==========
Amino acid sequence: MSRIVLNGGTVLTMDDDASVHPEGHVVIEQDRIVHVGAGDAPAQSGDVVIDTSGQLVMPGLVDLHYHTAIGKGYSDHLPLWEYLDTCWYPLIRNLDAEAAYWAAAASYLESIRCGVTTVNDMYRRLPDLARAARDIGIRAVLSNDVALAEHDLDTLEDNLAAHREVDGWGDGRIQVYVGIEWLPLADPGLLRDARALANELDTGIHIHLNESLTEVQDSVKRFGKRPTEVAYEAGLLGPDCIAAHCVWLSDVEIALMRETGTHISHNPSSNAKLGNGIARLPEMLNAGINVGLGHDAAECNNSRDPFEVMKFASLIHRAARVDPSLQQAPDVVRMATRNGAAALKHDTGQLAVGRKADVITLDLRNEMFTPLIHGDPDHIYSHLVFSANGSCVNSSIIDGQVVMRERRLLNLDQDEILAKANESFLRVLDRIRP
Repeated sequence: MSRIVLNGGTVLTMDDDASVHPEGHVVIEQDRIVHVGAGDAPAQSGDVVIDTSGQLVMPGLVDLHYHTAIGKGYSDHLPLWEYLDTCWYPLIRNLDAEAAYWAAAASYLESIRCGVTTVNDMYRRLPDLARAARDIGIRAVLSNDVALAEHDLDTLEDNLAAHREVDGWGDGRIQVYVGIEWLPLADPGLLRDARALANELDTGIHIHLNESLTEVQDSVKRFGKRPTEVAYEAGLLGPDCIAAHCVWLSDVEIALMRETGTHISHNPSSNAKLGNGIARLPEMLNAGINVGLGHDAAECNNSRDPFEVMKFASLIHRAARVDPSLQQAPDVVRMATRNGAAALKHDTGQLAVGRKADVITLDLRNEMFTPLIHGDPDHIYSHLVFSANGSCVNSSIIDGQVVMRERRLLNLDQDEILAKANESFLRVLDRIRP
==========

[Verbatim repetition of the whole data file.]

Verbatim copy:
Amino acid sequence: MSRIVLNGGTVLTMDDDASVHPEGHVVIEQDRIVHVGAGDAPAQSGDVVIDTSGQLVMPGLVDLHYHTAIGKGYSDHLPLWEYLDTCWYPLIRNLDAEAAYWAAAASYLESIRCGVTTVNDMYRRLPDLARAARDIGIRAVLSNDVALAEHDLDTLEDNLAAHREVDGWGDGRIQVYVGIEWLPLADPGLLRDARALANELDTGIHIHLNESLTEVQDSVKRFGKRPTEVAYEAGLLGPDCIAAHCVWLSDVEIALMRETGTHISHNPSSNAKLGNGIARLPEMLNAGINVGLGHDAAECNNSRDPFEVMKFASLIHRAARVDPSLQQAPDVVRMATRNGAAALKHDTGQLAVGRKADVITLDLRNEMFTPLIHGDPDHIYSHLVFSANGSCVNSSIIDGQVVMRERRLLNLDQDEILAKANESFLRVLDRIRP
Repeated sequence: MSRIVLNGGTVLTMDDDASVHPEGHVVIEQDRIVHVGAGDAPAQSGDVVIDTSGQLVMPGLVDLHYHTAIGKGYSDHLPLWEYLDTCWYPLIRNLDAEAAYWAAAASYLESIRCGVTTVNDMYRRLPDLARAARDIGIRAVLSNDVALAEHDLDTLEDNLAAHREVDGWGDGRIQVYVGIEWLPLADPGLLRDARALANELDTGIHIHLNESLTEVQDSVKRFGKRPTEVAYEAGLLGPDCIAAHCVWLSDVEIALMRETGTHISHNPSSNAKLGNGIARLPEMLNAGINVGLGHDAAECNNSRDPFEVMKFASLIHRAARVDPSLQQAPDVVRMATRNGAAALKHDTGQLAVGRKADVITLDLRNEMFTPLIHGDPDHIYSHLVFSANGSCVNSSIIDGQVVMRERRLLNLDQDEILAKANESFLRVLDRIRP